On September 6, 2023, the European Commission (EC) returned from its summer break with full force and announced the designation of six tech companies as so-called “gatekeepers” under the EU’s Digital Markets Act (DMA) and published a Q&A document.

The six companies are predominantly American, with one Asian company represented and no European: Alphabet, Amazon, Apple, Meta, Microsoft, and TikTok-owner ByteDance. Booking.com, a European travel booking platform, previously stated that the impact of COVID-19 meant it did not meet the thresholds, but it expects to fall within scope by the end of 2023.

The designation starts a six-month DMA compliance countdown (by March 6, 2024, for those designated on September 6, 2023).

A Refresher: What Is the DMA?
The DMA applies to platforms offering “core platform services” (CPSs) that have been designated as gatekeepers by the EC based on quantitative and qualitative thresholds (e.g., app stores, social networking services, search engines, online advertising services, etc.). It sets out a list of fixed ex ante obligations for gatekeepers, including rules related to, among others, interoperability between platforms, data combination, data access by business users, and self-preferencing. Sanctions include fines of up to 10 percent of global annual turnover or even 20 percent fines and structural break-ups for repeat offenders. For more information on the DMA’s obligations and their application to digital platforms, please see our previous Wilson Sonsini Alert.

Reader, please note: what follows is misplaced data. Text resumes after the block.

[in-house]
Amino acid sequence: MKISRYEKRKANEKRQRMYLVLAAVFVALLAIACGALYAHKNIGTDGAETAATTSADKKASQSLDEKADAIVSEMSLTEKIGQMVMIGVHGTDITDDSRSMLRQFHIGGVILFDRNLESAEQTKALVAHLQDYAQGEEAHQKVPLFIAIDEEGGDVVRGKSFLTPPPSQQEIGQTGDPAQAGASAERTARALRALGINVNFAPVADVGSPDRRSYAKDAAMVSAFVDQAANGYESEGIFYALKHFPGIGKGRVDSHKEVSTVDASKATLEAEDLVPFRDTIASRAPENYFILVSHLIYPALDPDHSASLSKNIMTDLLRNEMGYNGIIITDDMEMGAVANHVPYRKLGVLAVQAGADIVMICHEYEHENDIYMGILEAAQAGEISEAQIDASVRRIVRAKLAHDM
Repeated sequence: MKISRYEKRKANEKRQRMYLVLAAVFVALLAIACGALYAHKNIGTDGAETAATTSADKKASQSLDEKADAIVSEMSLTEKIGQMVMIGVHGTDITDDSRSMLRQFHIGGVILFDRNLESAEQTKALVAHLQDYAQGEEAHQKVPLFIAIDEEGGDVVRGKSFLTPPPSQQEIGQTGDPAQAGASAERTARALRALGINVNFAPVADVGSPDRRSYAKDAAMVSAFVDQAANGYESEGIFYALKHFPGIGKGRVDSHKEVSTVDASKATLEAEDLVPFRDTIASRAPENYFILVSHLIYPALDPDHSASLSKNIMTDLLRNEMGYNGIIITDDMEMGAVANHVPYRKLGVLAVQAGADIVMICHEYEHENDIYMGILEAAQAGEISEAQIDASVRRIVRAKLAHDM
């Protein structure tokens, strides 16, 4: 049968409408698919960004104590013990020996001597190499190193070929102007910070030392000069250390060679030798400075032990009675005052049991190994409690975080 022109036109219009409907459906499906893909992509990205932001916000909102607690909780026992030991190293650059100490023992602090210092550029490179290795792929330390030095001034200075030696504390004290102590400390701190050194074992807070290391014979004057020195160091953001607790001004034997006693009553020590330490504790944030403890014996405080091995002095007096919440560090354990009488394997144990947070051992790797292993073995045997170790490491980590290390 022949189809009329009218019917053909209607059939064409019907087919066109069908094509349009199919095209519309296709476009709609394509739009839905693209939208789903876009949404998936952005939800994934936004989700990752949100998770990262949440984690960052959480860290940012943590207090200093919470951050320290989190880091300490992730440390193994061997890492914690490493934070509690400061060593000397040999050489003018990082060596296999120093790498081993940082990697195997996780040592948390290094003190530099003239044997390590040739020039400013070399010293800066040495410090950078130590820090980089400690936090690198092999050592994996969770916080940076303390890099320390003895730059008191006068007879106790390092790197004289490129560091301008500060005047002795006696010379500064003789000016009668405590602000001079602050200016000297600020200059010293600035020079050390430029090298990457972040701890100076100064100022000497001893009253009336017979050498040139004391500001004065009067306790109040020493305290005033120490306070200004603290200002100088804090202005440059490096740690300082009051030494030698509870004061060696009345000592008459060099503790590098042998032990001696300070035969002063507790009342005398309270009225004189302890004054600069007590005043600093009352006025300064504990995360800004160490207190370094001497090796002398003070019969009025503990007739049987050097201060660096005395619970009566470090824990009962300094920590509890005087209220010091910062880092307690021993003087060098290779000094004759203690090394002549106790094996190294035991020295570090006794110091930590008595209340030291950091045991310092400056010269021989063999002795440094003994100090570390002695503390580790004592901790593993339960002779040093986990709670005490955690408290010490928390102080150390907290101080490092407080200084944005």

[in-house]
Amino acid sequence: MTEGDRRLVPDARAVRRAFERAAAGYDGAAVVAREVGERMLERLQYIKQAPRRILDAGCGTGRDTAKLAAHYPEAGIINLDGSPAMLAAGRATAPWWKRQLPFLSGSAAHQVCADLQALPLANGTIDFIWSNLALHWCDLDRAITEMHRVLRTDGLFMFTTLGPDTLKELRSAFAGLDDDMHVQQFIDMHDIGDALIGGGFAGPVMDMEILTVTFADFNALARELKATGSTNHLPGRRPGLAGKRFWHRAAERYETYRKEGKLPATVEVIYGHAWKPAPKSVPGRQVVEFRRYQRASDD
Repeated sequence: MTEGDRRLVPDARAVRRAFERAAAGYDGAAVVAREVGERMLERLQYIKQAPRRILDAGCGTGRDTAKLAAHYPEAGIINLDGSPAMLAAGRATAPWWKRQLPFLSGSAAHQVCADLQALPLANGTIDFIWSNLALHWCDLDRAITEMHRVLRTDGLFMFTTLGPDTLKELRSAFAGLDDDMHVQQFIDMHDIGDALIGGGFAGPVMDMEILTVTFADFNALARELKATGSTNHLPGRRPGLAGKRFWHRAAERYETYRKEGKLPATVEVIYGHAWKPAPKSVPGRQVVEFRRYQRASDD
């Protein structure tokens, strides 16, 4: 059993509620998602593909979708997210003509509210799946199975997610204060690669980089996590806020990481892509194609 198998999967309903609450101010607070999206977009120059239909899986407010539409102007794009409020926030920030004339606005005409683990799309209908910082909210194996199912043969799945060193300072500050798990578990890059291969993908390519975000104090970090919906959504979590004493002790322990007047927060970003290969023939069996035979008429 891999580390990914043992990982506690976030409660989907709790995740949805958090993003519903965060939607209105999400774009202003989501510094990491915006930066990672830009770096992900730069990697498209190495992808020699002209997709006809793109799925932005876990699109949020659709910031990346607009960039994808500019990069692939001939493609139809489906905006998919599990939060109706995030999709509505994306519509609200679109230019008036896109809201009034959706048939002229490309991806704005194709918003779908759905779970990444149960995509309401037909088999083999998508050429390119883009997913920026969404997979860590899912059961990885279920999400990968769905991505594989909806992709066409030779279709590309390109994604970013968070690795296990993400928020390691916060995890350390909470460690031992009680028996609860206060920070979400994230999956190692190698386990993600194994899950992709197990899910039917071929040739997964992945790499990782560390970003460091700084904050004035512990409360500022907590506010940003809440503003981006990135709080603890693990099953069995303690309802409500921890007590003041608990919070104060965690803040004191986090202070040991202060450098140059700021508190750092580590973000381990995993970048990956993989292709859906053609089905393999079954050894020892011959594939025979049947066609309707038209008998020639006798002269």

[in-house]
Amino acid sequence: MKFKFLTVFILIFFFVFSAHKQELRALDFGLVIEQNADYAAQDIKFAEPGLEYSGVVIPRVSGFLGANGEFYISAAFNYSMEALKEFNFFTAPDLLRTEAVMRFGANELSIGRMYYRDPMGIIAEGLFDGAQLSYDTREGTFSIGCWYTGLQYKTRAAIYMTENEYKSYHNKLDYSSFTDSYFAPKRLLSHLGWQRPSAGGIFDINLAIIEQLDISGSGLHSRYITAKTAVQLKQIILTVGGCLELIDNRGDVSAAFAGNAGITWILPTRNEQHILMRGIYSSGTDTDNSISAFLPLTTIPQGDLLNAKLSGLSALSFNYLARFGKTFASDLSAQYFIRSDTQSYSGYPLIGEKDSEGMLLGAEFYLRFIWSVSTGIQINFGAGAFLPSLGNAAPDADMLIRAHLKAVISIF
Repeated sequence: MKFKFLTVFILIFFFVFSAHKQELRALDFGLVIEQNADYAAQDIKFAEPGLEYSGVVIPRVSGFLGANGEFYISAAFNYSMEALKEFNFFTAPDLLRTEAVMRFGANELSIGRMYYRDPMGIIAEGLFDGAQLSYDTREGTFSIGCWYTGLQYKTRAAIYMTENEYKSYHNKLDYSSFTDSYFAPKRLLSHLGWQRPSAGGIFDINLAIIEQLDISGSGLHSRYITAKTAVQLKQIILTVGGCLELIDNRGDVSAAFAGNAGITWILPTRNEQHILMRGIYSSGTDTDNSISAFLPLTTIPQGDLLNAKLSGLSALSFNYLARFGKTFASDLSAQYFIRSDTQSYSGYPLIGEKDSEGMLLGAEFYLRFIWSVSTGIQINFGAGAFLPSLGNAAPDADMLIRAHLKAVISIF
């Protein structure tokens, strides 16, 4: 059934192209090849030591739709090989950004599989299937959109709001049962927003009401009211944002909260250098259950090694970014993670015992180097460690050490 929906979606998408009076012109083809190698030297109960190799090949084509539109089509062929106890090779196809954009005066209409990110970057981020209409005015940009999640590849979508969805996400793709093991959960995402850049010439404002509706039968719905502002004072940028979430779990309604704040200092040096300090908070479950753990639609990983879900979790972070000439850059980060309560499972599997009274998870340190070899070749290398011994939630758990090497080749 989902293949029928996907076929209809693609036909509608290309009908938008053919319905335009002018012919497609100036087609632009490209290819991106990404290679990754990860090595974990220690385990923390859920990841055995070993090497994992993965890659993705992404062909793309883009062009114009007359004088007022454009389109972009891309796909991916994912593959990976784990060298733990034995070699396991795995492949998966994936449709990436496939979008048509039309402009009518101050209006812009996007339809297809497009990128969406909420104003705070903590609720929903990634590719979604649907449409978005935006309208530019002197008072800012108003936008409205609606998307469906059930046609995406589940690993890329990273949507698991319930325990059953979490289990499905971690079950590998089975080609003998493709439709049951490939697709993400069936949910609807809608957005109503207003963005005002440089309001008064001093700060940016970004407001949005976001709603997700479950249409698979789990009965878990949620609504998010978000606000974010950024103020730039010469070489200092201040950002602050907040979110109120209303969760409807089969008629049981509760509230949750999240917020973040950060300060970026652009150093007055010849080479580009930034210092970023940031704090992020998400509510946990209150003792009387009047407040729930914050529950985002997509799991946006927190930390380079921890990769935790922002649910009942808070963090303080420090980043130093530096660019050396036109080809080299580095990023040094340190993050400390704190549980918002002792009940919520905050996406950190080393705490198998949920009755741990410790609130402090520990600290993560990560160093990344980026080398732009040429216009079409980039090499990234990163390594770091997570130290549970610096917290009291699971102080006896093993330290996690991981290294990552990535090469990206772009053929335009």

The Designation Process
Potential gatekeepers had until earlier this summer (July 3, 2023) to notify the EC as to whether they met the thresholds for gatekeepers set out in Article 3 of the DMA. Seven companies self-declared (the companies listed above, and Samsung). The EC then had 45 days to assess the notifications before taking its designation decisions, leaving a total of 22 CPSs across six gatekeepers—with Samsung the only one of the original notifiers to fully escape, for now. Some points of note are:

  • Rebuttal attempts: Microsoft and Apple have both argued that despite meeting the quantitative thresholds, some of their CPSs do not qualify as gateways (Bing, Edge, and Microsoft Advertising for Microsoft, and iMessage for Apple). The EC has opened four market investigations to assess their arguments, with a February 6, 2024, deadline.
    • Microsoft previously made it clear that it believes its Bing search engine should escape the DMA’s scope despite meeting the thresholds, as it has, in its view, a three percent share in this space. EC officials publicly rejected this approach, noting market share will not be accepted as a reason to rebut a DMA designation.
  • Rebuttal success: Several platform services avoided a CPS designation after providing “sufficiently justified arguments” that they do not qualify as gateways for key services (Google’s Gmail, Microsoft’s Outlook.com, and Samsung’s Internet Browser).